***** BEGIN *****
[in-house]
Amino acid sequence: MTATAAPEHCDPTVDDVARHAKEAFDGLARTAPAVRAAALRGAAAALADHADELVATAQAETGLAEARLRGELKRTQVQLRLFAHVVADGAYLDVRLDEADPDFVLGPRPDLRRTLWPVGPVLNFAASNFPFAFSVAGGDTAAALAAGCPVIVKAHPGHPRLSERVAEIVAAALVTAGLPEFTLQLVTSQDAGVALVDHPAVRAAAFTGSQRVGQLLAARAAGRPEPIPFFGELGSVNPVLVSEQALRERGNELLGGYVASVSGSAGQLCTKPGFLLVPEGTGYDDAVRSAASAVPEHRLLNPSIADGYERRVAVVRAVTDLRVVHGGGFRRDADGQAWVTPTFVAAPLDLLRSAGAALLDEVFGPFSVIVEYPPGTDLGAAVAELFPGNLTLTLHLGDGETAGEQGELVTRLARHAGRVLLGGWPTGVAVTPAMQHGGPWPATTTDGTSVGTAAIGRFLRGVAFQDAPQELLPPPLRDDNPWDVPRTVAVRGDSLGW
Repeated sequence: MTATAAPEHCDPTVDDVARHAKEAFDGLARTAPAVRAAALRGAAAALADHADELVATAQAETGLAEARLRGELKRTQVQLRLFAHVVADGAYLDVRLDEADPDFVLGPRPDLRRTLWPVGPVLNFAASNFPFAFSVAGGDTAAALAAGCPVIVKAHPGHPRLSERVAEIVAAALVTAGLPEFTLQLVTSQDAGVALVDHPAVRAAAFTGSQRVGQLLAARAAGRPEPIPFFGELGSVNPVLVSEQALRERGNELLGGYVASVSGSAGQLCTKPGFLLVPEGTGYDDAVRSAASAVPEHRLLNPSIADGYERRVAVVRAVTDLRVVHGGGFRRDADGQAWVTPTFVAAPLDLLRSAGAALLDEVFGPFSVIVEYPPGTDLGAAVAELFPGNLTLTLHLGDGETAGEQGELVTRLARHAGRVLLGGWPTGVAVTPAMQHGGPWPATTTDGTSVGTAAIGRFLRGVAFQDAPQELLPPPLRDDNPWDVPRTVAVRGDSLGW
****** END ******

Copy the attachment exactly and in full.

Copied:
[in-house]
Amino acid sequence: MTATAAPEHCDPTVDDVARHAKEAFDGLARTAPAVRAAALRGAAAALADHADELVATAQAETGLAEARLRGELKRTQVQLRLFAHVVADGAYLDVRLDEADPDFVLGPRPDLRRTLWPVGPVLNFAASNFPFAFSVAGGDTAAALAAGCPVIVKAHPGHPRLSERVAEIVAAALVTAGLPEFTLQLVTSQDAGVALVDHPAVRAAAFTGSQRVGQLLAARAAGRPEPIPFFGELGSVNPVLVSEQALRERGNELLGGYVASVSGSAGQLCTKPGFLLVPEGTGYDDAVRSAASAVPEHRLLNPSIADGYERRVAVVRAVTDLRVVHGGGFRRDADGQAWVTPTFVAAPLDLLRSAGAALLDEVFGPFSVIVEYPPGTDLGAAVAELFPGNLTLTLHLGDGETAGEQGELVTRLARHAGRVLLGGWPTGVAVTPAMQHGGPWPATTTDGTSVGTAAIGRFLRGVAFQDAPQELLPPPLRDDNPWDVPRTVAVRGDSLGW
Repeated sequence: MTATAAPEHCDPTVDDVARHAKEAFDGLARTAPAVRAAALRGAAAALADHADELVATAQAETGLAEARLRGELKRTQVQLRLFAHVVADGAYLDVRLDEADPDFVLGPRPDLRRTLWPVGPVLNFAASNFPFAFSVAGGDTAAALAAGCPVIVKAHPGHPRLSERVAEIVAAALVTAGLPEFTLQLVTSQDAGVALVDHPAVRAAAFTGSQRVGQLLAARAAGRPEPIPFFGELGSVNPVLVSEQALRERGNELLGGYVASVSGSAGQLCTKPGFLLVPEGTGYDDAVRSAASAVPEHRLLNPSIADGYERRVAVVRAVTDLRVVHGGGFRRDADGQAWVTPTFVAAPLDLLRSAGAALLDEVFGPFSVIVEYPPGTDLGAAVAELFPGNLTLTLHLGDGETAGEQGELVTRLARHAGRVLLGGWPTGVAVTPAMQHGGPWPATTTDGTSVGTAAIGRFLRGVAFQDAPQELLPPPLRDDNPWDVPRTVAVRGDSLGW